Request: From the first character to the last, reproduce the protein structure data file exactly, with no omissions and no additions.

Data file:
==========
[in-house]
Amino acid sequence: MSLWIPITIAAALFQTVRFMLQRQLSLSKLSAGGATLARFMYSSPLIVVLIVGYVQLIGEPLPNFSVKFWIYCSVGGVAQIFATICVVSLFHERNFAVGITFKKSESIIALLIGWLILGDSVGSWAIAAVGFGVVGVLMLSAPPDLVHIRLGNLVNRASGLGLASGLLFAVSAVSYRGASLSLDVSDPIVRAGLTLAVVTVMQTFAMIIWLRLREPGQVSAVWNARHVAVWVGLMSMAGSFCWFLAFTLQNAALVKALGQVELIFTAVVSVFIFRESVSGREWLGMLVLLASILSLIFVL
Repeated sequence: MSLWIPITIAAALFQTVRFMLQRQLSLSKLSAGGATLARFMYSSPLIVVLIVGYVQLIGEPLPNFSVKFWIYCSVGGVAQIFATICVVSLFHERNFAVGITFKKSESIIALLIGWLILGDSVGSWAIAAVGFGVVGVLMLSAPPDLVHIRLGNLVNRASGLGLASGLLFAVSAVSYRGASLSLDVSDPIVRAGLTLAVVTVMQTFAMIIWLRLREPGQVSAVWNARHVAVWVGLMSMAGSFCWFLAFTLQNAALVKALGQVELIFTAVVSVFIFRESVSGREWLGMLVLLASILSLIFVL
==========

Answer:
[in-house]
Amino acid sequence: MSLWIPITIAAALFQTVRFMLQRQLSLSKLSAGGATLARFMYSSPLIVVLIVGYVQLIGEPLPNFSVKFWIYCSVGGVAQIFATICVVSLFHERNFAVGITFKKSESIIALLIGWLILGDSVGSWAIAAVGFGVVGVLMLSAPPDLVHIRLGNLVNRASGLGLASGLLFAVSAVSYRGASLSLDVSDPIVRAGLTLAVVTVMQTFAMIIWLRLREPGQVSAVWNARHVAVWVGLMSMAGSFCWFLAFTLQNAALVKALGQVELIFTAVVSVFIFRESVSGREWLGMLVLLASILSLIFVL
Repeated sequence: MSLWIPITIAAALFQTVRFMLQRQLSLSKLSAGGATLARFMYSSPLIVVLIVGYVQLIGEPLPNFSVKFWIYCSVGGVAQIFATICVVSLFHERNFAVGITFKKSESIIALLIGWLILGDSVGSWAIAAVGFGVVGVLMLSAPPDLVHIRLGNLVNRASGLGLASGLLFAVSAVSYRGASLSLDVSDPIVRAGLTLAVVTVMQTFAMIIWLRLREPGQVSAVWNARHVAVWVGLMSMAGSFCWFLAFTLQNAALVKALGQVELIFTAVVSVFIFRESVSGREWLGMLVLLASILSLIFVL